EN ISO 14119:2013 for interlocking devices associated with guards has arrived and is now harmonised to the Machinery Directive
12 Aug 2014
EN ISO 14119:2013 for interlocking devices associated with guards has arrived and is now harmonised to the Machinery Directive
The new standard “EN ISO 14119:2013 Safety of machinery - Interlocking devices associated with guards - Principles for design and selection” has arrived and will replace EN 1088 on 30th April 2015.
In contrast to the previous standard EN 1088, EN ISO 14119 considers additional technologies such as RFID or electromagnetic guard locking, classifies interlocking switches and regulates more clearly the specifications for installing guards. These regulations are particularly significant with regard to protection against guard manipulation, also known as defeating of guards.
EN ISO 14119 will replace all national standards on this subject and will be valid worldwide. Formally this signifies a huge step forwards: the old standard was purely European, whereas the new standard is published by ISO.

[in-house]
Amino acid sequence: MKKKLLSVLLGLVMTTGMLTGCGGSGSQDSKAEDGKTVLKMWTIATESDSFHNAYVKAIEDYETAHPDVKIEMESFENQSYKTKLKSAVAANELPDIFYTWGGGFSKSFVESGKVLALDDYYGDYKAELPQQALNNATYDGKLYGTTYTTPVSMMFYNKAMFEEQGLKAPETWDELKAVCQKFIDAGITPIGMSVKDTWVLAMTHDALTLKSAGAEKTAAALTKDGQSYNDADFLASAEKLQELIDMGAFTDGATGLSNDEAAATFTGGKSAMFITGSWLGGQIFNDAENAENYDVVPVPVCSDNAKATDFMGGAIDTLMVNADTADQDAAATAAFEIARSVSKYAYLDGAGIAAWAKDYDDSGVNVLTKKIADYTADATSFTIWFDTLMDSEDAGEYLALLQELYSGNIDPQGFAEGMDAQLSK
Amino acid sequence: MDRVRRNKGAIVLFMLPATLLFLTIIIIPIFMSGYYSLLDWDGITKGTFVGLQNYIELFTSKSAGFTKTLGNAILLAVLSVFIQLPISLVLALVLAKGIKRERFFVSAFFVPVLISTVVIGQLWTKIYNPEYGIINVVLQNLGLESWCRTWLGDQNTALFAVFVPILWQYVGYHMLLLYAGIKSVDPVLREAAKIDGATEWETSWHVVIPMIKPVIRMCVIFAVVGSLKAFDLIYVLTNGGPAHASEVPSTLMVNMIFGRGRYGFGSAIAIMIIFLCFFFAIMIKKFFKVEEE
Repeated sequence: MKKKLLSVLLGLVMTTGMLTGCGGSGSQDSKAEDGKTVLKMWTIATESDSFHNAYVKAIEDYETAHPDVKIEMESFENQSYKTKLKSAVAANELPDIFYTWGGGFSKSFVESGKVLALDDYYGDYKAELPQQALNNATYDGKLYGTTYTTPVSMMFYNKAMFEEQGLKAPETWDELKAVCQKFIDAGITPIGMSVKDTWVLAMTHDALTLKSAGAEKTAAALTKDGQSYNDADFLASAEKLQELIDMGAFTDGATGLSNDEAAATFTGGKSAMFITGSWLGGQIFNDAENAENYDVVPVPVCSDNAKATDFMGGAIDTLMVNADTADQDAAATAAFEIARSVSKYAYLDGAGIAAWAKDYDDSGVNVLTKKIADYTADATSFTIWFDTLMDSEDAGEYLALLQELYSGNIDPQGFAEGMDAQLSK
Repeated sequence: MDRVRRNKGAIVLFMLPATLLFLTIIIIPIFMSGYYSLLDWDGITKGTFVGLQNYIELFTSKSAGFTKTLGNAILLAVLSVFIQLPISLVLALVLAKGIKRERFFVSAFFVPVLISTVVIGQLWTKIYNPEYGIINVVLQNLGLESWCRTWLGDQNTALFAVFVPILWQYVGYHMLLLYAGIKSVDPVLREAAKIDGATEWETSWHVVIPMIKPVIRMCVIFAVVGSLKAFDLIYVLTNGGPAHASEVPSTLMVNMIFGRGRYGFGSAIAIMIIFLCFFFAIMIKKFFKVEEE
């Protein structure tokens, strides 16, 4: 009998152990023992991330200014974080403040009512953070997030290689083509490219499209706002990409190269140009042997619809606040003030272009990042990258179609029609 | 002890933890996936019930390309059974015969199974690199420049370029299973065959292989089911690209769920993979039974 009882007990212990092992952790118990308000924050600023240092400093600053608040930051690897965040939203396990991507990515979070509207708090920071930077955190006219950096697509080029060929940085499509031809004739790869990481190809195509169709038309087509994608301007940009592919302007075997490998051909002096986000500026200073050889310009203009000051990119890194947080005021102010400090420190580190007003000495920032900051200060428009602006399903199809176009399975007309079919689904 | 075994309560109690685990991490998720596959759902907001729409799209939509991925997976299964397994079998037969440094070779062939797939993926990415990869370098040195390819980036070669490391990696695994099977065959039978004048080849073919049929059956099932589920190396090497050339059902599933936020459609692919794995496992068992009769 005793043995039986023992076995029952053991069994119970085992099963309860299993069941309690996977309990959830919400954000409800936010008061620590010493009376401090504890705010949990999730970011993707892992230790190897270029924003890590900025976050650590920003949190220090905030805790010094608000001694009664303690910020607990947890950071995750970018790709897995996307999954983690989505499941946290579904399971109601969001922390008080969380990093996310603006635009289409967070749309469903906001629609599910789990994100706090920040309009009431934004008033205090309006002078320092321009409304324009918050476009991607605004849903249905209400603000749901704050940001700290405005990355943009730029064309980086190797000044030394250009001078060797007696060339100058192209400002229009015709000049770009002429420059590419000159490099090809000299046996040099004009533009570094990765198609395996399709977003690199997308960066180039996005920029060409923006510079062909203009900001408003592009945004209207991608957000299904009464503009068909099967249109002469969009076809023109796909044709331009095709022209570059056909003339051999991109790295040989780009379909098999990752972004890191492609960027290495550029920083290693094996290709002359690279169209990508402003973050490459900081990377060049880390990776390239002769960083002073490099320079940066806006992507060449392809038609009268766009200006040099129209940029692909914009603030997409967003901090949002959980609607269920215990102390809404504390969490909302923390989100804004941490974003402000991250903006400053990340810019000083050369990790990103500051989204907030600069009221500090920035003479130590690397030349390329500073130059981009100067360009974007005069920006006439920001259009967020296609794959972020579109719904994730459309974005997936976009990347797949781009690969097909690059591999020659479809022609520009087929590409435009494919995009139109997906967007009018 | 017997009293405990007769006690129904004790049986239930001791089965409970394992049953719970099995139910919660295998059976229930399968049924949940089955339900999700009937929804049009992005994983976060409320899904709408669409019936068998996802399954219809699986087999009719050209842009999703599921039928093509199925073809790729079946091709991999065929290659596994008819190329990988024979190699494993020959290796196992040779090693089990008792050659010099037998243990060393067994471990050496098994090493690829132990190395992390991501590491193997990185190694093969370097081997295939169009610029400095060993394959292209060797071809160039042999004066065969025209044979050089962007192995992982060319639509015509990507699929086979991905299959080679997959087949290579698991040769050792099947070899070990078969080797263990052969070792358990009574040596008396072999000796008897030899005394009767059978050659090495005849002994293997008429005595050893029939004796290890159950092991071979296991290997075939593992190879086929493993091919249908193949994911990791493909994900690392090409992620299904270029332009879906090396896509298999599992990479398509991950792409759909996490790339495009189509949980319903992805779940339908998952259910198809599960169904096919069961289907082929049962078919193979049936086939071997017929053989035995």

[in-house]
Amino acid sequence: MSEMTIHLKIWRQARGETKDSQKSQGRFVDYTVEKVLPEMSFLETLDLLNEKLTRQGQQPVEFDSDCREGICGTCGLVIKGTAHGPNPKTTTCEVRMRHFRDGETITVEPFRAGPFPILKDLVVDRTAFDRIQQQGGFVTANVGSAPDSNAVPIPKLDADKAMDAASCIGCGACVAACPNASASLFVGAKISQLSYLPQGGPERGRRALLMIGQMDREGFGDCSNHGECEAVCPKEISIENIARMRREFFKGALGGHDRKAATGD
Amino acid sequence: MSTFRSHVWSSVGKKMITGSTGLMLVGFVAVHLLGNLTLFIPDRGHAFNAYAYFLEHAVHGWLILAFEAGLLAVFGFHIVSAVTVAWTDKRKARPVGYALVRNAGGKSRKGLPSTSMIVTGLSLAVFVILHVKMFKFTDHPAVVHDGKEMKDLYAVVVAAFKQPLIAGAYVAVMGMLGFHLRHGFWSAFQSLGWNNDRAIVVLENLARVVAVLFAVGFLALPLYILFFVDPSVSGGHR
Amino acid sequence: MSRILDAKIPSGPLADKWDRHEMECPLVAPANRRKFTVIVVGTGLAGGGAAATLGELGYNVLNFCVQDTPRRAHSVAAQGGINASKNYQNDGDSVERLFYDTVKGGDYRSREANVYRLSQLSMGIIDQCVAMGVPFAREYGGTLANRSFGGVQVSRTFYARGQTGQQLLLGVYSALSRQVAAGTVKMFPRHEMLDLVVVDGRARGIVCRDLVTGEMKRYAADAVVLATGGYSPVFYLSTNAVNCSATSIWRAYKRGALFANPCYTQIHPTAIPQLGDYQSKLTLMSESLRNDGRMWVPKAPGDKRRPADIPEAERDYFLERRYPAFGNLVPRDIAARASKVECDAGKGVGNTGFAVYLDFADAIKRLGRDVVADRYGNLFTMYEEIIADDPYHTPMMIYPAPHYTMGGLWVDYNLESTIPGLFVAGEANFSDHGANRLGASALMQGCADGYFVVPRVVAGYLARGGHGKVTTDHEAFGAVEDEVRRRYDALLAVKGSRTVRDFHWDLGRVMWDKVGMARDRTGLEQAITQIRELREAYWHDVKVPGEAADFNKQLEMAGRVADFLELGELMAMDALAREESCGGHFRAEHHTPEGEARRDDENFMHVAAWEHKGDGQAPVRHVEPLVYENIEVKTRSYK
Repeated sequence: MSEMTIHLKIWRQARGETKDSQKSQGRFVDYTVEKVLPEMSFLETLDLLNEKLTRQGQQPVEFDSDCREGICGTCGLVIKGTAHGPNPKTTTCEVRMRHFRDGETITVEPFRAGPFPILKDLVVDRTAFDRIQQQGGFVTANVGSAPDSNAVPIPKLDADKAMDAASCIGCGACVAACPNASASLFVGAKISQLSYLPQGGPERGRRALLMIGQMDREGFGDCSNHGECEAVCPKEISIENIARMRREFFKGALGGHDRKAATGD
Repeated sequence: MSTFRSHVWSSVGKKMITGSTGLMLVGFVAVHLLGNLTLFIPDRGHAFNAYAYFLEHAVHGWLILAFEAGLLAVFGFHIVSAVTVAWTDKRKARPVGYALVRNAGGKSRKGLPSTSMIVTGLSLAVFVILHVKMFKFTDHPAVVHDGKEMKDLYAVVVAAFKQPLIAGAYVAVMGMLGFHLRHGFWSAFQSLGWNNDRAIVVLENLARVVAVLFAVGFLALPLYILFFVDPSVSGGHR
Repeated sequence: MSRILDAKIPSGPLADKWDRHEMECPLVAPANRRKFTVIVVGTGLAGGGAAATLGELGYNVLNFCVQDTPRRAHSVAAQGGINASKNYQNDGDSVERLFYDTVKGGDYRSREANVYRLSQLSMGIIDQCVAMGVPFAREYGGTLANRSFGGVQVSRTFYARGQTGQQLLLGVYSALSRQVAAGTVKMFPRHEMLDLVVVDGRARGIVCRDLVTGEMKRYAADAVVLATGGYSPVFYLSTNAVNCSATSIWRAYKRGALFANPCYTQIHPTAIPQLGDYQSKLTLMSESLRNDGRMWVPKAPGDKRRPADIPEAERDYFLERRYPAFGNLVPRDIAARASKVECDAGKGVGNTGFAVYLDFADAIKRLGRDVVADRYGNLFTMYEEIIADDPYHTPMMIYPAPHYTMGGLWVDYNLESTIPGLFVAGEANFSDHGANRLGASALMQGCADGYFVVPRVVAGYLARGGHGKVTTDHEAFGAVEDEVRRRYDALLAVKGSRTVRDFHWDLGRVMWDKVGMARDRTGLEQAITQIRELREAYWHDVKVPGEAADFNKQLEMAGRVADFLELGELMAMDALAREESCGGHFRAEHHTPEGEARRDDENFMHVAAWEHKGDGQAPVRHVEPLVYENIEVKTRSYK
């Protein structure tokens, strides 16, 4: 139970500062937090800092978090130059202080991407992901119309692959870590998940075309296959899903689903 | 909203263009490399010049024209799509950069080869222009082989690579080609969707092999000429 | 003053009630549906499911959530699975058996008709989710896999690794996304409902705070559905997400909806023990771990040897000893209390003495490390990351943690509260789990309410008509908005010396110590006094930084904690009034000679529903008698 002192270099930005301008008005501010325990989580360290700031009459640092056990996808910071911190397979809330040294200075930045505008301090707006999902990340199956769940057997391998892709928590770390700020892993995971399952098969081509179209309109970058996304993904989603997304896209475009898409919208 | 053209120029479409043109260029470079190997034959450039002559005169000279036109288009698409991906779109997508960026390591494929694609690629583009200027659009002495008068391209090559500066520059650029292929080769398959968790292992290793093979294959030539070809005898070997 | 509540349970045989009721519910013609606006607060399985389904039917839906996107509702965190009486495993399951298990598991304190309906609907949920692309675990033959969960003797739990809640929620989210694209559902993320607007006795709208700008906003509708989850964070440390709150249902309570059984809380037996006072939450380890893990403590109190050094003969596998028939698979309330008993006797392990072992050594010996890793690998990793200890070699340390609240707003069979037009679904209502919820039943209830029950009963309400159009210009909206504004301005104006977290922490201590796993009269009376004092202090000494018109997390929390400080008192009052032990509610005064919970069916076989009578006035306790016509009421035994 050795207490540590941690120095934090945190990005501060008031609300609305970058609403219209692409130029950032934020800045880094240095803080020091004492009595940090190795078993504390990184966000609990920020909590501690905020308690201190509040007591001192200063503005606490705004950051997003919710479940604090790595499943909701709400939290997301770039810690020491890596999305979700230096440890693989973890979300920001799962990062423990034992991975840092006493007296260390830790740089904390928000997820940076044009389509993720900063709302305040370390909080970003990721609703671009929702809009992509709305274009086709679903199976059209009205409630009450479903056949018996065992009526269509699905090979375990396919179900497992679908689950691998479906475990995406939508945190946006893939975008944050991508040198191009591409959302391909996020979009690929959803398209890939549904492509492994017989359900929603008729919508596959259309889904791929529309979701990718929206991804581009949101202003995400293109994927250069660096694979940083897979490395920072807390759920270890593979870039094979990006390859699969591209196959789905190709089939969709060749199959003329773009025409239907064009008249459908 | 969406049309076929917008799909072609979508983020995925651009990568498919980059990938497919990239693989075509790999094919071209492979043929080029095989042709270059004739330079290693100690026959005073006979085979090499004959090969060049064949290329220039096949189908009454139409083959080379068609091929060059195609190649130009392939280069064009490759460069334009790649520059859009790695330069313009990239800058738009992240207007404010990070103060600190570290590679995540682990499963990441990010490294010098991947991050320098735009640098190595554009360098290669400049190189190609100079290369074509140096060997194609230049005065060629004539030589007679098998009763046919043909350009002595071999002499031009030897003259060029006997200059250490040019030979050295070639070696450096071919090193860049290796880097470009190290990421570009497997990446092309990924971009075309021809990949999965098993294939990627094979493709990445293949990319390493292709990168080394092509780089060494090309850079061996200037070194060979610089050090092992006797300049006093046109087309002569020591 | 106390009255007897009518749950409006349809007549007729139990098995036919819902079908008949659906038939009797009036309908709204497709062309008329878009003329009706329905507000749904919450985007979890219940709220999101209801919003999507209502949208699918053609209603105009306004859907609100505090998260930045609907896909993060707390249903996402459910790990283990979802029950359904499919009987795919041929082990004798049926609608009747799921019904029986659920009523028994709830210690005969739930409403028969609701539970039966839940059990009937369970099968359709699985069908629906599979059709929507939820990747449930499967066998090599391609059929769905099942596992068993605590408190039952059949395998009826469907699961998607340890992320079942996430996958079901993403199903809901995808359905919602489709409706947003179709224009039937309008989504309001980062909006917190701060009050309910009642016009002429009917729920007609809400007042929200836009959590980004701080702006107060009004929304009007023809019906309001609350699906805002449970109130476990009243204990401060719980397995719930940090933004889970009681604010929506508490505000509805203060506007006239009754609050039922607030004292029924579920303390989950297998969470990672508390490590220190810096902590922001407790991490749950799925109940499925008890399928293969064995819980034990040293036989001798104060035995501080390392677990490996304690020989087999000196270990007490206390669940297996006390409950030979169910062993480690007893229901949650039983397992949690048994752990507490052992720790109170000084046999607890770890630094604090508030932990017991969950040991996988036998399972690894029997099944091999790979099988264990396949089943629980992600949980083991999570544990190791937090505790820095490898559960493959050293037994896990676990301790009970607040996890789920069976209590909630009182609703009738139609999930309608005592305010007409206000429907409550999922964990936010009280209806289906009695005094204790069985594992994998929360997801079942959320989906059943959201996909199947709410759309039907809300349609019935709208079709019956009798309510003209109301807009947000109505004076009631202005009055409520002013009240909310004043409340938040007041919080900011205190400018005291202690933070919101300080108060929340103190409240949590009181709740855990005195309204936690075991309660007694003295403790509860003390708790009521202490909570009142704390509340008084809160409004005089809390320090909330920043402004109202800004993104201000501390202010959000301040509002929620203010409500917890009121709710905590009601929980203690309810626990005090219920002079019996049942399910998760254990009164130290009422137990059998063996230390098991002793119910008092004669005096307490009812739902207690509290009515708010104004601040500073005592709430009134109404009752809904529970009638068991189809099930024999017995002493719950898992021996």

There are too many technical differences between EN 1088 and EN ISO 14119 to be detailed here, but there follows a taste of some of these differences.
Types of interlocking device
The first point is that EN ISO 14119 now takes into account many technologies now available which weren’t when EN 1088 was first published. The table below shows an overview of the interlocking types and a helpful cross reference to the examples in the annex of the standard. Types 3 & 4 (non-contact devices, uncoded and coded) did not exist in EN 1088, and examples of their use are given in Annex C and D of EN ISO 14119.